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The Washington Post has a piece about the deliberations at the US Department of Agriculture (USDA) over new "new federal nutrition standards limiting sugar, fat and sodium for school snacks and drinks. The rules would be the first update to school snack guidelines in more than 30 years and would come as first lady Michelle Obama continues to take aim at childhood obesity. About one-third of children in the United States are either overweight or obese.

"The mandates will be controversial. School districts worry that changes to snack guidelines will reduce food sales that help keep cafeteria budgets balanced. They also say the rules could limit some children from eating enough calories because recent federal rules shrank the size of school meals.

"Others say the proposed guidelines don’t go far enough. High-fat potato chips, candy bars and sugary sodas will be out, but flavored milks or low-fat yogurts with nearly the same sugar content as certain chocolate bars could be in.

"One person’s healthy snack is junk food in the eyes of another.

"USDA officials say the intent of the proposed standards is not to limit popular snack items but to provide healthier options for students."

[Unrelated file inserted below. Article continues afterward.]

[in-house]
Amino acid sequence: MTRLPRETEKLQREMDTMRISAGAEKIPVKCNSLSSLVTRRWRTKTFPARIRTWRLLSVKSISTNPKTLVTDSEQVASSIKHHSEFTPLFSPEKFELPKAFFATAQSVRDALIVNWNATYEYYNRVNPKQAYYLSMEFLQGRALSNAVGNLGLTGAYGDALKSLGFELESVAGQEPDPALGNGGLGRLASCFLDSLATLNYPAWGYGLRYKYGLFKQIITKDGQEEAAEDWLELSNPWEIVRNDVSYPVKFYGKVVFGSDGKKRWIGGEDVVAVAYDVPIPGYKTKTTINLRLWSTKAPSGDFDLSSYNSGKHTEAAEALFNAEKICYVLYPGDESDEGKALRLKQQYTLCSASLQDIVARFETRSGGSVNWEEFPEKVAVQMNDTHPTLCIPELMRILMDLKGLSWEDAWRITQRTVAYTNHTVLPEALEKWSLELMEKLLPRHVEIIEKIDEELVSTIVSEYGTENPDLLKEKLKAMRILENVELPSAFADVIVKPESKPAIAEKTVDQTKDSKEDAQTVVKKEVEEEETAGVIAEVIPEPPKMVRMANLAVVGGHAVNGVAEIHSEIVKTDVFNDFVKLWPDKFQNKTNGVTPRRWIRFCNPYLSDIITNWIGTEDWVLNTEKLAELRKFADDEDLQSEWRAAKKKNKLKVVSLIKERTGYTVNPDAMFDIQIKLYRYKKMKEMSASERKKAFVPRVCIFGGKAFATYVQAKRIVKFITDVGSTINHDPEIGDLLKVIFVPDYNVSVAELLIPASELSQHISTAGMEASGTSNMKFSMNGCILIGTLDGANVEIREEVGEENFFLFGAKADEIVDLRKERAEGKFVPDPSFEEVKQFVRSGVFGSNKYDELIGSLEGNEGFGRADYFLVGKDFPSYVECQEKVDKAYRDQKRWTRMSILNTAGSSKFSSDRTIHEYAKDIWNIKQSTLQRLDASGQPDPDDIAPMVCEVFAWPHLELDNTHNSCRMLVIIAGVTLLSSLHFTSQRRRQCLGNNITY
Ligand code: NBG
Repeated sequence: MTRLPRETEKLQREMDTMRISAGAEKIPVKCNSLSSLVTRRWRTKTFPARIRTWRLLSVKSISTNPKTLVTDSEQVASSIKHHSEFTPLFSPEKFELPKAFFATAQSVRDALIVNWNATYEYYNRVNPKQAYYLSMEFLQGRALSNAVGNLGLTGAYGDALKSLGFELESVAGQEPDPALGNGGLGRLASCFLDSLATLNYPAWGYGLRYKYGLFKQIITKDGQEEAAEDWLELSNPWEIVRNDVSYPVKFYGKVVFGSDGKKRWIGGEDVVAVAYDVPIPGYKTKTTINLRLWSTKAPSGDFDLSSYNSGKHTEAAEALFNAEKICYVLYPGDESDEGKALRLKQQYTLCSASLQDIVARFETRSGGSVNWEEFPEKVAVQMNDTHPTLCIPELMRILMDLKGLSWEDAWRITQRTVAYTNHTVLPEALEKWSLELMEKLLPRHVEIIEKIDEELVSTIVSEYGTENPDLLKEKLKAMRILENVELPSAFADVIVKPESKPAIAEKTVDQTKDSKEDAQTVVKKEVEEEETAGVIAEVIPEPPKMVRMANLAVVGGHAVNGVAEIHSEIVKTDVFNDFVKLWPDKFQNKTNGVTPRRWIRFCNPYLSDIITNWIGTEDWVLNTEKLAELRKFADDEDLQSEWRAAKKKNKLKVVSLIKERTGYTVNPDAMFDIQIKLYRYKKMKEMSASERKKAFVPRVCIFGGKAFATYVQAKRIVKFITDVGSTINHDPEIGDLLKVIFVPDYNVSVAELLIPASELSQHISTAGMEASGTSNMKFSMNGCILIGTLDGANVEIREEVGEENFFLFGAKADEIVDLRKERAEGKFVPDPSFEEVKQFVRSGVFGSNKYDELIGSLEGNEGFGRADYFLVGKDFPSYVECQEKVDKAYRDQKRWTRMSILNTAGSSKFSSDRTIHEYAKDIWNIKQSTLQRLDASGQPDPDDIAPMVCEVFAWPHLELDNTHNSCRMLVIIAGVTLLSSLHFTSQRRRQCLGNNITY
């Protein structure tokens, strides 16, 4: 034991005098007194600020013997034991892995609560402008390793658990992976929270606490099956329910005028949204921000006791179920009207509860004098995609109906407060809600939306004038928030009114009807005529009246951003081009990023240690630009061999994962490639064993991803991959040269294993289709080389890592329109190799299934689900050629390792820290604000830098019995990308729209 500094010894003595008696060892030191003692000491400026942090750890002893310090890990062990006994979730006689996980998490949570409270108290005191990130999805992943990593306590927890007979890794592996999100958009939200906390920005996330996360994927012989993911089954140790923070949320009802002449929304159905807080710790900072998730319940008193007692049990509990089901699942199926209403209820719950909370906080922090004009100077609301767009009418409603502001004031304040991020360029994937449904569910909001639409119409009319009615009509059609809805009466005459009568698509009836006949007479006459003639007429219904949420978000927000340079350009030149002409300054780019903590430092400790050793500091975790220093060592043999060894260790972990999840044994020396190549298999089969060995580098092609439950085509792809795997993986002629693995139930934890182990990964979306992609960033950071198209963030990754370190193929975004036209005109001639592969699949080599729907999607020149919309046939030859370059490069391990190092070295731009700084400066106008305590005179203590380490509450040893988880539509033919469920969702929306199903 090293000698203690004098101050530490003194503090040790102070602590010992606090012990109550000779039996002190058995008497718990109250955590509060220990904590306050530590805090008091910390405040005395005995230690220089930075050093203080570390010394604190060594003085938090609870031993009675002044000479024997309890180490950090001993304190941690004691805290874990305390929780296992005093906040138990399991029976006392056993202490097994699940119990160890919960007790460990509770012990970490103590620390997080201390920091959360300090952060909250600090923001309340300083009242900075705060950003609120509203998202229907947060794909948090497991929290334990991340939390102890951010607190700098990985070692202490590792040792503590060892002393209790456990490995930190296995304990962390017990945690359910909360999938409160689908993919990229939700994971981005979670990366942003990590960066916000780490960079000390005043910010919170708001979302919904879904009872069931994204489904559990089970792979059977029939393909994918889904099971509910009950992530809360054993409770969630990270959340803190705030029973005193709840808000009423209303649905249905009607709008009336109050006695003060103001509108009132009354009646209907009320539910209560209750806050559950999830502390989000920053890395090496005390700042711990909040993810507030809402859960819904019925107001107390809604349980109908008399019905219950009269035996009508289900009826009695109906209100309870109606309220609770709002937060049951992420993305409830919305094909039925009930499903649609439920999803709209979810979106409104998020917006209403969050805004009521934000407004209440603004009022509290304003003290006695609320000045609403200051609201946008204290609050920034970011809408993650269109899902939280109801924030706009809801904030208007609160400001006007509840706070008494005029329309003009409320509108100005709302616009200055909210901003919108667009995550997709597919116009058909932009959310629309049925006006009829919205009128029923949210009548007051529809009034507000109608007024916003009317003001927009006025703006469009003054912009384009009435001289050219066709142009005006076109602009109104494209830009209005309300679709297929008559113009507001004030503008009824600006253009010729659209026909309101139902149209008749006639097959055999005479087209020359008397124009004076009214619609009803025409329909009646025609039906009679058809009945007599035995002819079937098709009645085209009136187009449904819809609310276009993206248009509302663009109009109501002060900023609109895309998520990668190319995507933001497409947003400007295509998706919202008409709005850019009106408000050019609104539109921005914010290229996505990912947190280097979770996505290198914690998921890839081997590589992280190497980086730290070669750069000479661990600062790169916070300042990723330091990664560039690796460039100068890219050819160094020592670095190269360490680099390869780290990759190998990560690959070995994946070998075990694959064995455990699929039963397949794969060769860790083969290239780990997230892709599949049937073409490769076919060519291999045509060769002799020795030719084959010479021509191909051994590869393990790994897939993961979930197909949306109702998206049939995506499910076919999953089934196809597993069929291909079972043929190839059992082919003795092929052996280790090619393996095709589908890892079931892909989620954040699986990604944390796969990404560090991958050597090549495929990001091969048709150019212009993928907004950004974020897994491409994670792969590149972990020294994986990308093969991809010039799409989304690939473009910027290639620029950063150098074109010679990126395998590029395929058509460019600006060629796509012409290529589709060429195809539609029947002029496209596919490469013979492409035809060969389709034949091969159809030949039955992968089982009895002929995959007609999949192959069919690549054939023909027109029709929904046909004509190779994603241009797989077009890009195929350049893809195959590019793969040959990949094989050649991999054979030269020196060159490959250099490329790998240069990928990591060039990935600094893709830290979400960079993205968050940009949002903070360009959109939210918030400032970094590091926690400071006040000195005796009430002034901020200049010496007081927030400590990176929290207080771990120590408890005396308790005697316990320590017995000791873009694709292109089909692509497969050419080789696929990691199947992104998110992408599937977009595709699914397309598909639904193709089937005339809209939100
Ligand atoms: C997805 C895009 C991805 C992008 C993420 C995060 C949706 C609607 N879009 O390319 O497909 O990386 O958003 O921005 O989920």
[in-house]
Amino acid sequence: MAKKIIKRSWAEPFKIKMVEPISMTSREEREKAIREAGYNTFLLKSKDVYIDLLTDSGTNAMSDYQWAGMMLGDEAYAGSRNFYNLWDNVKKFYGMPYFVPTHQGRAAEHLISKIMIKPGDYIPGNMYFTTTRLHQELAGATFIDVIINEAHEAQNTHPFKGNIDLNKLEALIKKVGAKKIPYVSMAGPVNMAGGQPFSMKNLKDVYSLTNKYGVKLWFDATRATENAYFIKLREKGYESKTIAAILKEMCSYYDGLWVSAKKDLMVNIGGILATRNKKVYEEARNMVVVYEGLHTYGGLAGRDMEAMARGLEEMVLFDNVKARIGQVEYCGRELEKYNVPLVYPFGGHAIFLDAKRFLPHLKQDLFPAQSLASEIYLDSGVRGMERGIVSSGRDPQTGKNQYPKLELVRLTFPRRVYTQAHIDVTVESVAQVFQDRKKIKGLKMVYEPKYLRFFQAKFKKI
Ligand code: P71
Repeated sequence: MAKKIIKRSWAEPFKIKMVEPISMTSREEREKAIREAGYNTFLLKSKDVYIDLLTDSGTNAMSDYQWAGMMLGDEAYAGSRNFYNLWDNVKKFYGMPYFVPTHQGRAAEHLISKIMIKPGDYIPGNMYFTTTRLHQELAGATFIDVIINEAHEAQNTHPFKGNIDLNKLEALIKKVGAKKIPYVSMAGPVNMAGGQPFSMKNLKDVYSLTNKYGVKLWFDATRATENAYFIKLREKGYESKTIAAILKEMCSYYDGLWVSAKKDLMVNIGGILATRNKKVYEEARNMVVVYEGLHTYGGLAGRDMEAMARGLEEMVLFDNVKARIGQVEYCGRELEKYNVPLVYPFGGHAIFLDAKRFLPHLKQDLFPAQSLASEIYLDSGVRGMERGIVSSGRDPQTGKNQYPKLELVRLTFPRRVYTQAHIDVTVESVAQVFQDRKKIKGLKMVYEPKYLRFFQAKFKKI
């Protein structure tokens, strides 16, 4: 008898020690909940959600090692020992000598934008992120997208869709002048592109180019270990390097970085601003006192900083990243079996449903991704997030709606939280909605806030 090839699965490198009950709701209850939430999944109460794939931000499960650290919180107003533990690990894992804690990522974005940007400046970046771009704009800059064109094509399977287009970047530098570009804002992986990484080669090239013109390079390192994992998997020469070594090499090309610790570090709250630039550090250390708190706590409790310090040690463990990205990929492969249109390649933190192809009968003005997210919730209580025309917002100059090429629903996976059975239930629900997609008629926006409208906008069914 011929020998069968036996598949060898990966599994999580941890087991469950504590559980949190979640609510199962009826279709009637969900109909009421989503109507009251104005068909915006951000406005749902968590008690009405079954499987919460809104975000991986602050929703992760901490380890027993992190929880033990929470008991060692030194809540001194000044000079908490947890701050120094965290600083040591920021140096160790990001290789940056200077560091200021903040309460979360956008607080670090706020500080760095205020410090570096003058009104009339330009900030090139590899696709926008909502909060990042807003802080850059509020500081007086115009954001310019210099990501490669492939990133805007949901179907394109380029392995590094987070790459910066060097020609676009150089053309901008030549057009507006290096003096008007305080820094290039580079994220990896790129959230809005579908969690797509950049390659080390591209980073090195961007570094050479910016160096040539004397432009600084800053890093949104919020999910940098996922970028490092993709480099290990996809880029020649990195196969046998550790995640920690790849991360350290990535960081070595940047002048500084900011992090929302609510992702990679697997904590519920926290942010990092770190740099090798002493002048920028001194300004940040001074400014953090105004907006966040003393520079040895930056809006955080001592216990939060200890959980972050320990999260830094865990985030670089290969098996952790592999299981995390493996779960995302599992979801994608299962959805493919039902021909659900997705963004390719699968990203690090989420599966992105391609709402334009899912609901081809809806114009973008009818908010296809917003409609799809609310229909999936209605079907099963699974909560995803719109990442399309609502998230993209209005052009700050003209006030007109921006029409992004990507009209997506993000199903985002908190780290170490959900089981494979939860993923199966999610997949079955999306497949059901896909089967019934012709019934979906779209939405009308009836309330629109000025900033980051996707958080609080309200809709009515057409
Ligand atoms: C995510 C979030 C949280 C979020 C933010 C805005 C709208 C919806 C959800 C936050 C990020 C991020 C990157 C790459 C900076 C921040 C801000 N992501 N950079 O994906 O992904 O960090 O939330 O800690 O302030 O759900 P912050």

The story notes that "the proposed minimum USDA guidelines would generally require snack foods to contain fewer than 200 calories a serving, with no more than 35 percent of the calories or weight coming from sugar or fat and less than 200 milligrams of sodium a portion. The guidelines would prohibit trans fats and require that less than 10 percent of snack calories come from saturated fats.
They would also require that snack foods be either a fruit, a vegetable, a dairy product, a protein food or a 'whole-grain rich' grain product or contain at least 10 percent of the daily value of a nutrient such as calcium, potassium or vitamin D.

"The beverage guidelines would eliminate sugary soda. Students would be able to buy water, low-fat plain milk, and non-fat plain or flavored milk. Juices would also have to be 100 percent fruit or vegetable juice with portion limits."
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